First, the trial court correctly found that the Emericks were well aware of the importance of videotape accident-site testing well before June 11, when they viewed Suzuki's tapes, and that they intentionally chose not to perform such testing. Second, and perhaps more importantly, the Emericks' expert and videotape testimony belonged in their case-in-chief, as the true purpose of such testimony was to demonstrate the defective nature of the motorcycle's kickstand. It is well settled that evidence which properly belongs in the case-in-chief but is first introduced in rebuttal may be rejected, so as to avoid prejudice to the defendant and to ensure the orderly presentation of proof. See, e.g., Skogen v. Dow Chemical Company, 375 F.2d 692, 705 (8th Cir.1967); Olsen v. United States, 521 F.Supp. 59, 68-69 (E.D.Pa.1981), aff'd mem. sub nom. Olson v. Ford Motor Co., 688 F.2d 823 (3d Cir.1982). Thus, because the Emericks did not conduct their accident-site tests until one day before such evidence would be ordinarily admissible, the trial court did not abuse its discretion in finding that the introduction of such evidence would unfairly prejudice Suzuki.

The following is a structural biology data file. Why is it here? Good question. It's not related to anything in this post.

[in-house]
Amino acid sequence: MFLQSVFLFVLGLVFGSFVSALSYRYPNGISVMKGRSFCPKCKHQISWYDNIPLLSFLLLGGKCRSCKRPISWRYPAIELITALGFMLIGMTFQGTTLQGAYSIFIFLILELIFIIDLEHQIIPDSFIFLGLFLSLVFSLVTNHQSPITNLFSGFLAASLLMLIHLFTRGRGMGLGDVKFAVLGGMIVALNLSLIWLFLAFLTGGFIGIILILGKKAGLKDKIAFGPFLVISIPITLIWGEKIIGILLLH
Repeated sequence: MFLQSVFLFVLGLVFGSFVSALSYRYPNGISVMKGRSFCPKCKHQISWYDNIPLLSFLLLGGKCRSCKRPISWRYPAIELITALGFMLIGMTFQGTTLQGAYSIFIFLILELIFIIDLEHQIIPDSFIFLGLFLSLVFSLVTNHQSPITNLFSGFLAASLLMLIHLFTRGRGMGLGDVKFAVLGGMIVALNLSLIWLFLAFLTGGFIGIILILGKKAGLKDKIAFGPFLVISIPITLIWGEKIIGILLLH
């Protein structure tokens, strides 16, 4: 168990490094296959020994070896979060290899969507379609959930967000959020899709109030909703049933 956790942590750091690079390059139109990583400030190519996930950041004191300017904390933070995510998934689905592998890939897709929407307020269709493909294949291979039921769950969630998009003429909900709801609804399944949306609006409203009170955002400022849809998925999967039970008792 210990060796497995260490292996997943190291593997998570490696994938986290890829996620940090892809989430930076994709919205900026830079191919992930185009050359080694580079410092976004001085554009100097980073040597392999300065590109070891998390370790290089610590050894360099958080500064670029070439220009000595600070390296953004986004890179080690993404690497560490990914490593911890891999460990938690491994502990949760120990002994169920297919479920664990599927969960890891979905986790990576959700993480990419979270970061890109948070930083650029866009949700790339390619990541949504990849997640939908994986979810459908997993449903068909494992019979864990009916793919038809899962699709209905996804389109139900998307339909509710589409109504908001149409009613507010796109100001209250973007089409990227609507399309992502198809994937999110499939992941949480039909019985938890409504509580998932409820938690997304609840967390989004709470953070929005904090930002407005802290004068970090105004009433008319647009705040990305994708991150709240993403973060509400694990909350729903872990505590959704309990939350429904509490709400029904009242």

The Emericks next contend that the trial court erroneously instructed the jury on the elements of the Emericks' failure-to-warn theory. The trial court instructed the jury that if they found "that the dangers involved in driving [the] motorcycle with the kickstand down were obvious, then [Suzuki] had no duty to warn ...." App. at 1657. The Emericks contend that this instruction was error as it did not instruct the jury to consider the question of obviousness as "generally known and recognized by the community of motorcycle riders." Appellants Brief at 25. This argument is meritless.
The question of obviousness is an objective one, with the focus being on the fictional "ordinary consumer." See, e.g., Sherk v. Daisy-Heddon, 285 Pa.Super. 320, 427 A.2d 657, 661 (1981), rev'd on other grounds, 498 Pa. 594, 450 A.2d 615 (1982). As the trial court found, the "ordinary consumer" for purposes of the obviousness test is none other than the "reasonable person" who sits in the jury box. Thus, the trial court did not err in instructing the jury to consider whether they themselves, as potential consumers of motorcycles, saw an obvious danger in the kickstand. Indeed, it is likely that non-motorcycle riders would find the danger of a non-retracted kickstand less obvious than would "the community of motorcycle riders," and thus the Emericks were hardly prejudiced by the trial court's instruction.